5. Hi there. Thanks for providing a reply to my post. I think(?) we have made some progress in at least narrowing the discussion to the point of children. I’ll post a fuller reply to this but just a quick observation. Reducing this complicated issue to a one dimensional problem simply doesn’t move it forward. And in the same way simply quoting other passages in isolation (out of context) only takes us back to the same point we were before I wrote the Canaanite piece – see my point on Churchill. We have to look at these passages in context to have any hope of really understanding them. Saying God is unjust because children die reduces a complicated issue to one dimension. It’s the same error as making abortion a one dimensional issue. It’s the same as saying children taken from their mothers is a one dimensional issue. Well as we see in the UK sometimes it’s in the child’s interest to be taken away from an abusive environment. I’m disappointed you didn’t address some of my more pointed question as I think those help clarify the issues, but so be it. I obviously wasn’t clear enough in my post that I think that it is at least conceivable that it might be merciful to that child that it doesn’t live. (see the parts in my post on Hitler and child soldiers). We need to examine our assumption that to live is always the best thing – to reduce these complex matters to one dimension is like reducing “pulling the plug” and euthanasia to one dimension. I doubt any of us would do that. Thanks for posting your reply though – i do aprpeciate you taking the time.

    • Clapham, please don’t play contextual games. The passages are completely related to the subject we are talking about. Just because they are in isolation doesn’t mean they are out of context.

      Also, I have not reduced the problem to one dimension. You’re right, there are many things that are worse than death. Being burned alive is certainly horrible, but the OT doesn’t depict children being put out of their misery, it depicts children being tortured. Let us use your analogy: “we see in the UK sometimes it’s in the child’s interest to be taken away from an abusive environment.” Tell me, when was the last time the UK broke children into pieces to save them from an abusive environment?

      I apologize if I missed specific questions that you were interested in. I’ll review your post again and then confirm with you which questions you’re most interested in. Or, you can provide them in a comment. I look forward to your reply. If, by the way, you plan on accusing me of utilizing out of context passages, please provide reasons as to why they are out of context. I do not have a problem conceding on that matter, so long as you can demonstrate that the passages are unrelated to the discussion.

      • Hi there. Thanks for another gracious and constructive reply. I’m sorry if I’ve given the impression that I am playing a game here – nothing could be further from the truth. I hope this is shown by the amount of time I’ve time I’ve dedicated to this. And I think it’s also shown by the fact that I think we have narrowed the question down to just the children – i.e. I think we have made some progress in understanding God’s actions, even if some difficult bits remain. This is my point on context – it does help us understand. These passages are disturbing to me too – I don’t take them lightly. But I don’t want to dismiss them lightly either. I think the questions that I posed, as uncomfortable as they may be, do help highlight that the issues of death, justice and mercy are not straight forward. If we can say at some point death, in some circumstances, might be merciful, such as in that of a young Hitler, then the difficult part to stomach is the graphic description of what that might look like as it happens. I think that is what is alluded to in some of your passages (I’m not going to try deal with all of them – I simply don’t have that amount of time). I wonder if these graphic images are there to shock us into a greater awareness. I sincerely apologise if any of my responses have seemed glib or given the impression that these passages are not difficult or disturbing to me. But I do think that careful examination of the context can help us go a long way to getting a better understanding. I hope to be able to post on this again at some point.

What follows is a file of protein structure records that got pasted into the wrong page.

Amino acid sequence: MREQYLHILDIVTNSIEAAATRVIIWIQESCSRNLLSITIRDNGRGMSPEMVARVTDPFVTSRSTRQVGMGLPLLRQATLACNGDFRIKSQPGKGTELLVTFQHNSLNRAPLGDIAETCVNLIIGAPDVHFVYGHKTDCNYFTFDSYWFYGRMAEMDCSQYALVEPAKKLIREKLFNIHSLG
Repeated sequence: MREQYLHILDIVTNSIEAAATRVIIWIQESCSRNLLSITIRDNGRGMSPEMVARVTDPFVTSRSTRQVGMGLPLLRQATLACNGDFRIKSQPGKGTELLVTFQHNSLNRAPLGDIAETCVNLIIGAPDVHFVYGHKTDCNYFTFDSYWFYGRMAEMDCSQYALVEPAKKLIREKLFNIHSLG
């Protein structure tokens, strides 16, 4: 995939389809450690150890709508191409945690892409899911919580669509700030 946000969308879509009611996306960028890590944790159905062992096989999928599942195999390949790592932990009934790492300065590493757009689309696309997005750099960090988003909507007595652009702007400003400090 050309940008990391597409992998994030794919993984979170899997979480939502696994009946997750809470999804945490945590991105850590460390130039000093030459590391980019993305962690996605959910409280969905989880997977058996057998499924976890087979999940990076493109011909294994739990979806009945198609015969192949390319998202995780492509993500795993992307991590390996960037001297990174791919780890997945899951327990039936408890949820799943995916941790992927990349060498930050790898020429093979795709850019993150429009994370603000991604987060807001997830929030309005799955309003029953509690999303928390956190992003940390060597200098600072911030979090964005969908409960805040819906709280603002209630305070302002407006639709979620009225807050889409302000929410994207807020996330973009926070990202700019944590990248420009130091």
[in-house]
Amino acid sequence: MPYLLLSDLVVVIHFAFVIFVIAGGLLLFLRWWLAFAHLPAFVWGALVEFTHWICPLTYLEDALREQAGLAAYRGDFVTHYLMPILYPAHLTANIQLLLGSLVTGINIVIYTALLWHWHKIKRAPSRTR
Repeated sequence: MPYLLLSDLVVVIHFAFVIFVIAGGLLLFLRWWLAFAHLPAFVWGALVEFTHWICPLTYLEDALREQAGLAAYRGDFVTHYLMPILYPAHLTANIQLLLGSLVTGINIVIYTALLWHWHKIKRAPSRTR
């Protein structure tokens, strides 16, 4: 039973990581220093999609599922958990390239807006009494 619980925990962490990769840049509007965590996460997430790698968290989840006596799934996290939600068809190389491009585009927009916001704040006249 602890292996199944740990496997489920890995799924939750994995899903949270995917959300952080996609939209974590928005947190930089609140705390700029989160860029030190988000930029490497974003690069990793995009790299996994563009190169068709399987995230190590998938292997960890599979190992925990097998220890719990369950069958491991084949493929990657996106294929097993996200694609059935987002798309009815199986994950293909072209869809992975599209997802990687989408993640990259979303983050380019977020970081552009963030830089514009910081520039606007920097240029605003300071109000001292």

• Your comments reveal so much more than you actually are aware.
          You are as fundamental and intransigent as the Muslim chappie on Tildeb’s post.

          Truly with this level of mentality a line in the sand will one day have to be drawn.
          It is against all principles of human decency that people like you are allowed to vote.
          I also have reservations about you being allowed in the gene pool….even in the shallow end.

          There is no possible way to justify Divine Command Theory.You are an outright fundamentalist.
          You should not be allowed to impart such beliefs to children. You are a disgrace.

          Tildeb’s final closing statements regarding an oath of fealty to be taken by everyone who wishes to live in a secular democratic society are on the money.